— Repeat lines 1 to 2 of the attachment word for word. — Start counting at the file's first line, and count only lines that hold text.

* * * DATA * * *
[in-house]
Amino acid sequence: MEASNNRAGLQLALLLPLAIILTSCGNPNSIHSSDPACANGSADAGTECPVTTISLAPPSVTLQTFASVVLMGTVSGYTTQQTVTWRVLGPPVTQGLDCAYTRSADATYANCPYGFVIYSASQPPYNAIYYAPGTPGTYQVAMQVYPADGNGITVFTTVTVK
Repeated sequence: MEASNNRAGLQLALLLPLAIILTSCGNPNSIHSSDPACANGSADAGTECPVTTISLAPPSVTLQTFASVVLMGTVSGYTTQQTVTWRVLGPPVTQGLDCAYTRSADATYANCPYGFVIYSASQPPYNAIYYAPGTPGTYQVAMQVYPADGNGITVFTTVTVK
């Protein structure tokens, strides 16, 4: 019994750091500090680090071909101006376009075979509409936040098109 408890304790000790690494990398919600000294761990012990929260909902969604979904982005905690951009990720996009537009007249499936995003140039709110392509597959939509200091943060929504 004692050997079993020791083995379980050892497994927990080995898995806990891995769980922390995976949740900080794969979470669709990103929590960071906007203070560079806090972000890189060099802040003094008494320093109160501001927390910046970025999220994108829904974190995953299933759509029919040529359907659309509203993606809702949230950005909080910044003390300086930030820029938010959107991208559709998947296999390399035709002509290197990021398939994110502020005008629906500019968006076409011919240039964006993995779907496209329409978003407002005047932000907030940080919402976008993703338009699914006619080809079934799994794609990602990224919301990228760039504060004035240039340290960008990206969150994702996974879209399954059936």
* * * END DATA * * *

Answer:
[in-house]
Amino acid sequence: MEASNNRAGLQLALLLPLAIILTSCGNPNSIHSSDPACANGSADAGTECPVTTISLAPPSVTLQTFASVVLMGTVSGYTTQQTVTWRVLGPPVTQGLDCAYTRSADATYANCPYGFVIYSASQPPYNAIYYAPGTPGTYQVAMQVYPADGNGITVFTTVTVK